Awesomenauts Review (Xbox360)

Offering a concept that's part Super Smash Bros, part example of the MOBA (Multiplayer Online Battle Arena) genre, there's nothing else out there on consoles like Awesomenauts. At first, seeming far too limited and simplistic, Ronimo Games' title opens up to be a much deeper and more involving experience. The only major concern is its hefty reliance on a busy online community, something that I fear will tail off in the coming weeks.

An effective tutorial guides players through the basics right from the outset. Essentially, each Awesomenauts match is a battle of attrition. On either side of the level is a base with turrets located increasingly further away from it in order to provide protection. Players must work their way through each enemy turret in order to reach the base. It's a simple enough idea but one that offers plenty of strategy. For one thing, there are two different routes to reach the base so teamwork is required to focus on destroying turrets together. For another, throughout going on the offensive, players also need to keep an eye on their own turrets as the enemy will be out to destroy those, also.

It all looks quite frantic. That's because at times it is

These turrets offer quite fearsome defensive gunfire which is where the presence of a flurry of droids to assist players come into it. These droids are reminisicent of the creeps that PC games such as Heroes of Newerth and League of Legends offer. They're cannon fodder basically, gradually destroying small amounts of the turrets but easily destroyed by opposing players. What they do provide is a fantastic shield for the player to hide behind as they attack a turret with more substantial firepower.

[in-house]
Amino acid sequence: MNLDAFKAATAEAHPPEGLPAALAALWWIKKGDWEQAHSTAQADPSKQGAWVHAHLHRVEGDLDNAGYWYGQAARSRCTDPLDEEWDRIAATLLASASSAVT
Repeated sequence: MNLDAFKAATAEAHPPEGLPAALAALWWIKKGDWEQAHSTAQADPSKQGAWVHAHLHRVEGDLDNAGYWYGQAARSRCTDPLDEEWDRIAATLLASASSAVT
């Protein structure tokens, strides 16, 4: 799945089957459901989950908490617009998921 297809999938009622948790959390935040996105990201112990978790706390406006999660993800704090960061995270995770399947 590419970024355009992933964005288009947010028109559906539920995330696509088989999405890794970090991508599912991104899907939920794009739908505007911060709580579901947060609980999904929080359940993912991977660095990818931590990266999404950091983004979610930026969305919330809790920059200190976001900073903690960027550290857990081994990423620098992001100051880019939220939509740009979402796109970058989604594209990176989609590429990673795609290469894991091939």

Other combat only consists of 3 versus 3 with players taking the role of an Awesomenaut (or Hero, using MOBA vernacular) but it's sufficient in tight, enclosed levels such as the maps provided here. In all, there are 6 characters that can be unlocked and used in battle. It sounds limiting but much like in the case of challenging beat em up and fellow XBLA title, Skullgirls, this merely ensures that there's no sign of filler. Each character is unique and offers their own skills to master. These skills are limited to two unlockable options, a far cry from other titles in the genre's methods, but it never feels too restricted.